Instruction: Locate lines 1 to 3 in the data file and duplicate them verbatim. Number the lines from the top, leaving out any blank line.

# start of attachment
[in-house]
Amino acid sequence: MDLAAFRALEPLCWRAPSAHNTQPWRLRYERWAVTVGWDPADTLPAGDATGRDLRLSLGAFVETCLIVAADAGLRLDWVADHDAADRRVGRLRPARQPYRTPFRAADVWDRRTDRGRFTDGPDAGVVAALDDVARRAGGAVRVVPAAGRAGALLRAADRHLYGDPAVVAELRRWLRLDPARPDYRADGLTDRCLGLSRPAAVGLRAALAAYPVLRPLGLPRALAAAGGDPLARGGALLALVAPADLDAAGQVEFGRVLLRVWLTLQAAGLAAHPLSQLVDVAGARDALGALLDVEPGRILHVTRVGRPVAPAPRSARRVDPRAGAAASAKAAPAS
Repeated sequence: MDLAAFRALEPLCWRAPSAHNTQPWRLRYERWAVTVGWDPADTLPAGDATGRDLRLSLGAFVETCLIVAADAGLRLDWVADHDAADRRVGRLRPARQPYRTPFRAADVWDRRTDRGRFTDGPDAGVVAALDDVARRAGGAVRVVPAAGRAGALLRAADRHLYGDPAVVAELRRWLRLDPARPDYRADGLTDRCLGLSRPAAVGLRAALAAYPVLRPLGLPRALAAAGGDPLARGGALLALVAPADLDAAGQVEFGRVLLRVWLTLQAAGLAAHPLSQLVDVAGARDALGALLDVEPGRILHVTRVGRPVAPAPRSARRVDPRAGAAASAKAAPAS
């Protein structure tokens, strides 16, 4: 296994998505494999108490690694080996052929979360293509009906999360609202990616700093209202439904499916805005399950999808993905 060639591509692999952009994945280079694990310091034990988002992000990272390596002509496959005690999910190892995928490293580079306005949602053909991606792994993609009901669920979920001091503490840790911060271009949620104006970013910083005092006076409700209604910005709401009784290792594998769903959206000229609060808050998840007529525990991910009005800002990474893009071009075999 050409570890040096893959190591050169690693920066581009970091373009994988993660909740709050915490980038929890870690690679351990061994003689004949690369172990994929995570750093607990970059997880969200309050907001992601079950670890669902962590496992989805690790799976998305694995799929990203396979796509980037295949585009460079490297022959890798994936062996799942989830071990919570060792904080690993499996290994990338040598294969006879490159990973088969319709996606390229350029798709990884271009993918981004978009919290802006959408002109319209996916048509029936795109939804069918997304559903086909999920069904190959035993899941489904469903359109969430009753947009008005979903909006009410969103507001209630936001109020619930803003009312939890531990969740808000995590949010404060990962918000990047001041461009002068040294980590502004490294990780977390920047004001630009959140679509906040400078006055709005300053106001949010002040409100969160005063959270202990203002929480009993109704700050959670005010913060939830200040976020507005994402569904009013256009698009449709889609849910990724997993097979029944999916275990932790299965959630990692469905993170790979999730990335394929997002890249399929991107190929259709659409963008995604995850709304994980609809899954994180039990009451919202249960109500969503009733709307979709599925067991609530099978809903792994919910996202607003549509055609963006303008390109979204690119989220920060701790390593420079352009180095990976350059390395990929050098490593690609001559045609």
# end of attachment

[in-house]
Amino acid sequence: MDLAAFRALEPLCWRAPSAHNTQPWRLRYERWAVTVGWDPADTLPAGDATGRDLRLSLGAFVETCLIVAADAGLRLDWVADHDAADRRVGRLRPARQPYRTPFRAADVWDRRTDRGRFTDGPDAGVVAALDDVARRAGGAVRVVPAAGRAGALLRAADRHLYGDPAVVAELRRWLRLDPARPDYRADGLTDRCLGLSRPAAVGLRAALAAYPVLRPLGLPRALAAAGGDPLARGGALLALVAPADLDAAGQVEFGRVLLRVWLTLQAAGLAAHPLSQLVDVAGARDALGALLDVEPGRILHVTRVGRPVAPAPRSARRVDPRAGAAASAKAAPAS
Repeated sequence: MDLAAFRALEPLCWRAPSAHNTQPWRLRYERWAVTVGWDPADTLPAGDATGRDLRLSLGAFVETCLIVAADAGLRLDWVADHDAADRRVGRLRPARQPYRTPFRAADVWDRRTDRGRFTDGPDAGVVAALDDVARRAGGAVRVVPAAGRAGALLRAADRHLYGDPAVVAELRRWLRLDPARPDYRADGLTDRCLGLSRPAAVGLRAALAAYPVLRPLGLPRALAAAGGDPLARGGALLALVAPADLDAAGQVEFGRVLLRVWLTLQAAGLAAHPLSQLVDVAGARDALGALLDVEPGRILHVTRVGRPVAPAPRSARRVDPRAGAAASAKAAPAS